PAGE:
Qantas (ASX: QAN) has reported an underlying loss of $1.28 billion for the December half after extended COVID-19 lockdowns and international restrictions cut flying capacity.
The result is 24 per cent worse year-on-year as the company reported flights fell to 18 per cent of pre-COVID levels.
Qantas CEO Alan Joyce said despite all the uncertainty, more than 90 per cent of passenger flights were cash positive and an additional $700 million in revenue was brought in compared to the same time last year.
“Most of Australia was in lockdown for several months for the first half, so the loss we’ve announced today isn’t surprising but it is frustrating," he said.
“It’s our fourth statutory half-year loss in a row, as we continue to deal with the twists and turns and COVID.
“It takes our total statutory losses since the start of this crisis to well over $6 billion and revenue losses to more than $22 billion.”
The group noted a sharp rebound in travel demand when borders started to open around Christmas, which was quickly crushed when the Omicron wave hit.
However, bookings have been what Joyce describes as “strong” since Australian borders opened on Monday, with many more arrivals planned in the coming months.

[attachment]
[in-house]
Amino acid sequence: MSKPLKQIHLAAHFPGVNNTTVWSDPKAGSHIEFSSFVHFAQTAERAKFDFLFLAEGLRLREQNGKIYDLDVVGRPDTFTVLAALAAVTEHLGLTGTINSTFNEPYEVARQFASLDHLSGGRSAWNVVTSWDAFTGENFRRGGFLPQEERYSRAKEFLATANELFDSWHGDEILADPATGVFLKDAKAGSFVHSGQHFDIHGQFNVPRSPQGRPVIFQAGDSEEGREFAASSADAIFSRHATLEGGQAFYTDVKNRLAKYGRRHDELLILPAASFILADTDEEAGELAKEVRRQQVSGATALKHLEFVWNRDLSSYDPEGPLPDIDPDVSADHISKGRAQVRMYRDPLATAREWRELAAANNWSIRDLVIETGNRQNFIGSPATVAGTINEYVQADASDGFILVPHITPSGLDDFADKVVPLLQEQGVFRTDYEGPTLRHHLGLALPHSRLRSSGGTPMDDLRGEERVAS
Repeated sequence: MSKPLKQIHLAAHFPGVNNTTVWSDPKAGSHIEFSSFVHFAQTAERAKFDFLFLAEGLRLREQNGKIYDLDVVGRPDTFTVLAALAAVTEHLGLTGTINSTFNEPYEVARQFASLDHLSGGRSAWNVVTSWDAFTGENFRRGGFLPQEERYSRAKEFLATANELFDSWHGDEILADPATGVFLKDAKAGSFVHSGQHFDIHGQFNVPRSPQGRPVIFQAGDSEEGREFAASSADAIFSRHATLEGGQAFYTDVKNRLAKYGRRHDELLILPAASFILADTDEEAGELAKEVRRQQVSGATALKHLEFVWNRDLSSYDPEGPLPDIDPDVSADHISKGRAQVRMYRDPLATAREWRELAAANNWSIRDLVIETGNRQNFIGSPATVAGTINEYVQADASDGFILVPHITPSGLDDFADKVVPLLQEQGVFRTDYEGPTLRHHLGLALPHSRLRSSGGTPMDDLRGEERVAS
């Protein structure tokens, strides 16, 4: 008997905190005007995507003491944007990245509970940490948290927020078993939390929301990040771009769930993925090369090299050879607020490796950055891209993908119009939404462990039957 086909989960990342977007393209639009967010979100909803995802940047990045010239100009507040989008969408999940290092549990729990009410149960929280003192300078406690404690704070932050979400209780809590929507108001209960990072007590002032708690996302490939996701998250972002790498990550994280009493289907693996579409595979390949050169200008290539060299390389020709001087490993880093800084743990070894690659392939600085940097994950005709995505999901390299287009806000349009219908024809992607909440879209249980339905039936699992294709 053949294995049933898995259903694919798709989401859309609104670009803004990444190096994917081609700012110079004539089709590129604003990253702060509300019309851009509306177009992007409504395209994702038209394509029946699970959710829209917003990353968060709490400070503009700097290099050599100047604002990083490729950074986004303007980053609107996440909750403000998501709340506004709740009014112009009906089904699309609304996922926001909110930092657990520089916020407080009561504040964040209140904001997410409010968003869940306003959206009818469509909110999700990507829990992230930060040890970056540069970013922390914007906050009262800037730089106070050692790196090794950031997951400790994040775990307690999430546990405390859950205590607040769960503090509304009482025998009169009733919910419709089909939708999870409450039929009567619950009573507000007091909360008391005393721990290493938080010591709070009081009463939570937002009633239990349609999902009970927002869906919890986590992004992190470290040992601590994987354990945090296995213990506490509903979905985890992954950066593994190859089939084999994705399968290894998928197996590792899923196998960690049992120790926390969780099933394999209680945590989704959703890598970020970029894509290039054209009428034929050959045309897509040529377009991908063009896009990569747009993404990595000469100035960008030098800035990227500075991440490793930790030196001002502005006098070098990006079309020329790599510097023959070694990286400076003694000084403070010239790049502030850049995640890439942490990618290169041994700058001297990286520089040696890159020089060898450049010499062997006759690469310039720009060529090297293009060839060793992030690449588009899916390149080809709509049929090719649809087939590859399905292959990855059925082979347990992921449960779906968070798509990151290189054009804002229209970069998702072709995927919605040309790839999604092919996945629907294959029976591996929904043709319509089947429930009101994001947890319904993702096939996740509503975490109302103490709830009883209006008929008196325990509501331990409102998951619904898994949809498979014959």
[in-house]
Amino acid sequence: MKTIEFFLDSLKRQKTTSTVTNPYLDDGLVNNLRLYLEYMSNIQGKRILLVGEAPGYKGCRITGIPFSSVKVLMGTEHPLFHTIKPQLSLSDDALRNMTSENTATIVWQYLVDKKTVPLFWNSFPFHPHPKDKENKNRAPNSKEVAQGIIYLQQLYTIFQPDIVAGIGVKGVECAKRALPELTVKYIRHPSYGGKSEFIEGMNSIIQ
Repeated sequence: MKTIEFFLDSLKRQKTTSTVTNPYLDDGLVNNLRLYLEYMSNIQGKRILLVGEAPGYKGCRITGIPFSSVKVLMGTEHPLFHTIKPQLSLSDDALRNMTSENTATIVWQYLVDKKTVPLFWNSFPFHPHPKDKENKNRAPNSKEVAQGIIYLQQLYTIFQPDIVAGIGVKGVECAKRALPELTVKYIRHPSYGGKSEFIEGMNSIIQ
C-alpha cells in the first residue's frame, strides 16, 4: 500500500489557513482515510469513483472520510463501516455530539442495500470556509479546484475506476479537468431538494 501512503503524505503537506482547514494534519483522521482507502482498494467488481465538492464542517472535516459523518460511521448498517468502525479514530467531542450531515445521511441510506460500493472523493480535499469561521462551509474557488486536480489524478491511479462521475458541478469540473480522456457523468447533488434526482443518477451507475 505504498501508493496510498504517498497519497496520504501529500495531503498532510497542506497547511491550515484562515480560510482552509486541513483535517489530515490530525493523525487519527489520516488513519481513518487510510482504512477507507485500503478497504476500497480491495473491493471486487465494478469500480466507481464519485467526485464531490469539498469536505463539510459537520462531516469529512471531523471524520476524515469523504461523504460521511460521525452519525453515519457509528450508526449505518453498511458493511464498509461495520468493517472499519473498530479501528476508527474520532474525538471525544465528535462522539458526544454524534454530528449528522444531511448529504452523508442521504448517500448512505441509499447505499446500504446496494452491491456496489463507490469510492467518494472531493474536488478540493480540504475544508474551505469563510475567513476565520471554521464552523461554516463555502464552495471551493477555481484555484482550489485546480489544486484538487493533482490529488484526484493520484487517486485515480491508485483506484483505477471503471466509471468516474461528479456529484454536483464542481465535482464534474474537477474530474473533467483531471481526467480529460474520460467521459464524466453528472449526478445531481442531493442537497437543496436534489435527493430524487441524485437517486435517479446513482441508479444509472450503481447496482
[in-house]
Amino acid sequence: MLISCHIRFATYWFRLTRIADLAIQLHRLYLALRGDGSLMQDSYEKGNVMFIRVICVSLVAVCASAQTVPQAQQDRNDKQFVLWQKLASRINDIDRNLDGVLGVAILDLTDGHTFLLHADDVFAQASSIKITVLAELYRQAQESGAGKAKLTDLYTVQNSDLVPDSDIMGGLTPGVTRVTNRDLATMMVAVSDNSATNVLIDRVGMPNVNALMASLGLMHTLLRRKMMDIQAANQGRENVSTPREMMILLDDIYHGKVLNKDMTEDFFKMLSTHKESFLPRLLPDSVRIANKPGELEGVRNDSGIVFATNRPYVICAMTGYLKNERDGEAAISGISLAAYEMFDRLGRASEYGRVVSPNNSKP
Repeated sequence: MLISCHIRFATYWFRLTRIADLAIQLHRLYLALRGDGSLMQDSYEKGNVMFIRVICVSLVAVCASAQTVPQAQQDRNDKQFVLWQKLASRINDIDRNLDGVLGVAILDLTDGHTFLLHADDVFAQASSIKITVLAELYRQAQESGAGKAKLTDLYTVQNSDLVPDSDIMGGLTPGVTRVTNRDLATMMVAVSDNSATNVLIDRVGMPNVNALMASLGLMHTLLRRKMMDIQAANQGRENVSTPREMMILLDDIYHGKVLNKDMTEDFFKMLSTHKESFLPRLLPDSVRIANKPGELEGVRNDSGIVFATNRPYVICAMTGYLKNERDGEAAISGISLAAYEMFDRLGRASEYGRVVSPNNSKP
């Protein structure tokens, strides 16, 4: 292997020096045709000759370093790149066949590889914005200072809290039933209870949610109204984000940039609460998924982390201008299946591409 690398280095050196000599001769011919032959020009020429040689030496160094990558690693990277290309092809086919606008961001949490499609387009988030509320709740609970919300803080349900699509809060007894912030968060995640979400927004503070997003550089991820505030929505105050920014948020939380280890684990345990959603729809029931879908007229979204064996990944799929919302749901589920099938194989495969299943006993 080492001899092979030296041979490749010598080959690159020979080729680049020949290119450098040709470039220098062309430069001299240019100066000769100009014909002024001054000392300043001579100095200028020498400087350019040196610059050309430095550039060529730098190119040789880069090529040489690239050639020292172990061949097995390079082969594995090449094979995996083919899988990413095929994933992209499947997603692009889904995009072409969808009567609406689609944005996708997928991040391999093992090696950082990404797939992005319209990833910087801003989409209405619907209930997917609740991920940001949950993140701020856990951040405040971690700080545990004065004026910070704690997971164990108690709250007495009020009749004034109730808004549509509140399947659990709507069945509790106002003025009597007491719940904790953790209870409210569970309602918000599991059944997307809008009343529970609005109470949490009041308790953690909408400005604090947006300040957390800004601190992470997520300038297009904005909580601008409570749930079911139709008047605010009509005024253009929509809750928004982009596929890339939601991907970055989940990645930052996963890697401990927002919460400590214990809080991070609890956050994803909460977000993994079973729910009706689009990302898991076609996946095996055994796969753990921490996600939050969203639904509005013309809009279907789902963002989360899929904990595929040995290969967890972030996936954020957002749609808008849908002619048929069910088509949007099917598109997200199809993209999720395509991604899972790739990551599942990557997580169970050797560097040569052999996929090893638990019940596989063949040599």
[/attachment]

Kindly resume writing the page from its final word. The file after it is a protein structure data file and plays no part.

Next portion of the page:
While travel demand is strengthening, the group anticipates Omicron will take a $650 million bite out of earnings in 2H22.
“When international borders opened in early November, we were one of the first carriers ready to go on sale, and captured a lot of pent-up demand – including our new flights to India,” he said.
“In the past few weeks, as more border restrictions have dropped away, we’ve seen international bookings strengthen even further. In mid-February, we had our best week for international ticket sales since pre-COVID.”
Looking ahead, the group anticipates it can return to 24 per cent capacity (compared to pre-COVID levels) in 3Q22 and 43 per cent capacity in 4Q22.
Qantas also expects international capacity to grow by 70 per cent in the first quarter of FY23.
Liquidity was reported to be $4.3 billion in cash and undrawn facilities as at 31 December.
“We know the road to recovery still has some way to go,” Joyce said.
“But as Australia completes its shift to truly living with COVID, we can see things are stabilising. In the past month alone, I’ve travelled to Brisbane, Hobart, Melbourne and Darwin – and the airports are getting busier and busier.
Our forward bookings in the past few months have been very encouraging and keep trending upwards. And the Qantas Group is in a strong position to keep serving Australia well into the future.”
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